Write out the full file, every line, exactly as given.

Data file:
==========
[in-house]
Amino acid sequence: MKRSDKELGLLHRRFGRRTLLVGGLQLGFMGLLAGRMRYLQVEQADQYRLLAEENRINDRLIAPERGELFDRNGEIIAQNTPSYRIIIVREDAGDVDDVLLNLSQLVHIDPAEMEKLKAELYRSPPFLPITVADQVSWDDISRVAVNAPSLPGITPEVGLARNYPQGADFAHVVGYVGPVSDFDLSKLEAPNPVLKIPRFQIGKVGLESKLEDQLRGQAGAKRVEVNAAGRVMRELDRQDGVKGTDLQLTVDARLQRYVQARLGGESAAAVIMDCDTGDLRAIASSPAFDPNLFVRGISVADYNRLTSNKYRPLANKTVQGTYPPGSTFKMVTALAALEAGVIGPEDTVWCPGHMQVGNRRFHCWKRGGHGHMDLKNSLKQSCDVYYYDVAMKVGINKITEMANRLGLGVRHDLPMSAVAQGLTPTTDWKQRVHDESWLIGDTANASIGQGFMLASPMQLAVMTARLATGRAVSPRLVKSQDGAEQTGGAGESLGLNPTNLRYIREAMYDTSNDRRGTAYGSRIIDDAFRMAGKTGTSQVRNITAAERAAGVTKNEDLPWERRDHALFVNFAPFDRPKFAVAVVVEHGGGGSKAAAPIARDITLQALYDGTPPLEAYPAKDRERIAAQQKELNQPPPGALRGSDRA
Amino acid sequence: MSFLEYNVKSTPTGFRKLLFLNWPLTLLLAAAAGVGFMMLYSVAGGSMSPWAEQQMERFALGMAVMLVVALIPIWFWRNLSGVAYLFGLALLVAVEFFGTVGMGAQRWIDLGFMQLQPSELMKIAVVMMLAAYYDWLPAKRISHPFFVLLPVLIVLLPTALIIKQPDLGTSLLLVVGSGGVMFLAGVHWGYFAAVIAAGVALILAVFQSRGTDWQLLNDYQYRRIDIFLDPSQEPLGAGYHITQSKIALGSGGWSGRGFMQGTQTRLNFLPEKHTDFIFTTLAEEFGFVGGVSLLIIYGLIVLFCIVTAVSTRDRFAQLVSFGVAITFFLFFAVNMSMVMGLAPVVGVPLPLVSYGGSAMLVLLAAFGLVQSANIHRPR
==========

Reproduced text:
[in-house]
Amino acid sequence: MKRSDKELGLLHRRFGRRTLLVGGLQLGFMGLLAGRMRYLQVEQADQYRLLAEENRINDRLIAPERGELFDRNGEIIAQNTPSYRIIIVREDAGDVDDVLLNLSQLVHIDPAEMEKLKAELYRSPPFLPITVADQVSWDDISRVAVNAPSLPGITPEVGLARNYPQGADFAHVVGYVGPVSDFDLSKLEAPNPVLKIPRFQIGKVGLESKLEDQLRGQAGAKRVEVNAAGRVMRELDRQDGVKGTDLQLTVDARLQRYVQARLGGESAAAVIMDCDTGDLRAIASSPAFDPNLFVRGISVADYNRLTSNKYRPLANKTVQGTYPPGSTFKMVTALAALEAGVIGPEDTVWCPGHMQVGNRRFHCWKRGGHGHMDLKNSLKQSCDVYYYDVAMKVGINKITEMANRLGLGVRHDLPMSAVAQGLTPTTDWKQRVHDESWLIGDTANASIGQGFMLASPMQLAVMTARLATGRAVSPRLVKSQDGAEQTGGAGESLGLNPTNLRYIREAMYDTSNDRRGTAYGSRIIDDAFRMAGKTGTSQVRNITAAERAAGVTKNEDLPWERRDHALFVNFAPFDRPKFAVAVVVEHGGGGSKAAAPIARDITLQALYDGTPPLEAYPAKDRERIAAQQKELNQPPPGALRGSDRA
Amino acid sequence: MSFLEYNVKSTPTGFRKLLFLNWPLTLLLAAAAGVGFMMLYSVAGGSMSPWAEQQMERFALGMAVMLVVALIPIWFWRNLSGVAYLFGLALLVAVEFFGTVGMGAQRWIDLGFMQLQPSELMKIAVVMMLAAYYDWLPAKRISHPFFVLLPVLIVLLPTALIIKQPDLGTSLLLVVGSGGVMFLAGVHWGYFAAVIAAGVALILAVFQSRGTDWQLLNDYQYRRIDIFLDPSQEPLGAGYHITQSKIALGSGGWSGRGFMQGTQTRLNFLPEKHTDFIFTTLAEEFGFVGGVSLLIIYGLIVLFCIVTAVSTRDRFAQLVSFGVAITFFLFFAVNMSMVMGLAPVVGVPLPLVSYGGSAMLVLLAAFGLVQSANIHRPR